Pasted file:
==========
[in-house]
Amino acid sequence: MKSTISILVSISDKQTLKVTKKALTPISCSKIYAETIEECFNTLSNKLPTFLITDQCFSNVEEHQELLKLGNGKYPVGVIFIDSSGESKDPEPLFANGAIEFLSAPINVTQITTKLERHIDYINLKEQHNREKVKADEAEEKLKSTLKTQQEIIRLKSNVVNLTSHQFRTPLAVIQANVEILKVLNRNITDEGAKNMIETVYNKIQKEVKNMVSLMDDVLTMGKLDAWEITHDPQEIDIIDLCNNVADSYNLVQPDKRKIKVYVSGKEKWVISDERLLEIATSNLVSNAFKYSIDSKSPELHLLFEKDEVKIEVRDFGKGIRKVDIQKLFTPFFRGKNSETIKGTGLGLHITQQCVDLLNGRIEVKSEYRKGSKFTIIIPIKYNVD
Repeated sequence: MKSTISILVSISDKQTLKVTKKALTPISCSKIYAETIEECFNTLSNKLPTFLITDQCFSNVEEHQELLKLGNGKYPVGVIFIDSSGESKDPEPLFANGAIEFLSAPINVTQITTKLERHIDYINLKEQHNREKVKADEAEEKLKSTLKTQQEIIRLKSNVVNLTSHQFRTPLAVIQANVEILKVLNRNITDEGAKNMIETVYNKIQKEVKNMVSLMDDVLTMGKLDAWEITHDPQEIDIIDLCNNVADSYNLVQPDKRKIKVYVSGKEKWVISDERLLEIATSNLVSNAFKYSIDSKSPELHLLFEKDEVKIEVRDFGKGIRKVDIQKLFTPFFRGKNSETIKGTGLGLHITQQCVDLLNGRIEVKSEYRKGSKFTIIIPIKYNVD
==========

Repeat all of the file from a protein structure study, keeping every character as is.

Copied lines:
[in-house]
Amino acid sequence: MKSTISILVSISDKQTLKVTKKALTPISCSKIYAETIEECFNTLSNKLPTFLITDQCFSNVEEHQELLKLGNGKYPVGVIFIDSSGESKDPEPLFANGAIEFLSAPINVTQITTKLERHIDYINLKEQHNREKVKADEAEEKLKSTLKTQQEIIRLKSNVVNLTSHQFRTPLAVIQANVEILKVLNRNITDEGAKNMIETVYNKIQKEVKNMVSLMDDVLTMGKLDAWEITHDPQEIDIIDLCNNVADSYNLVQPDKRKIKVYVSGKEKWVISDERLLEIATSNLVSNAFKYSIDSKSPELHLLFEKDEVKIEVRDFGKGIRKVDIQKLFTPFFRGKNSETIKGTGLGLHITQQCVDLLNGRIEVKSEYRKGSKFTIIIPIKYNVD
Repeated sequence: MKSTISILVSISDKQTLKVTKKALTPISCSKIYAETIEECFNTLSNKLPTFLITDQCFSNVEEHQELLKLGNGKYPVGVIFIDSSGESKDPEPLFANGAIEFLSAPINVTQITTKLERHIDYINLKEQHNREKVKADEAEEKLKSTLKTQQEIIRLKSNVVNLTSHQFRTPLAVIQANVEILKVLNRNITDEGAKNMIETVYNKIQKEVKNMVSLMDDVLTMGKLDAWEITHDPQEIDIIDLCNNVADSYNLVQPDKRKIKVYVSGKEKWVISDERLLEIATSNLVSNAFKYSIDSKSPELHLLFEKDEVKIEVRDFGKGIRKVDIQKLFTPFFRGKNSETIKGTGLGLHITQQCVDLLNGRIEVKSEYRKGSKFTIIIPIKYNVD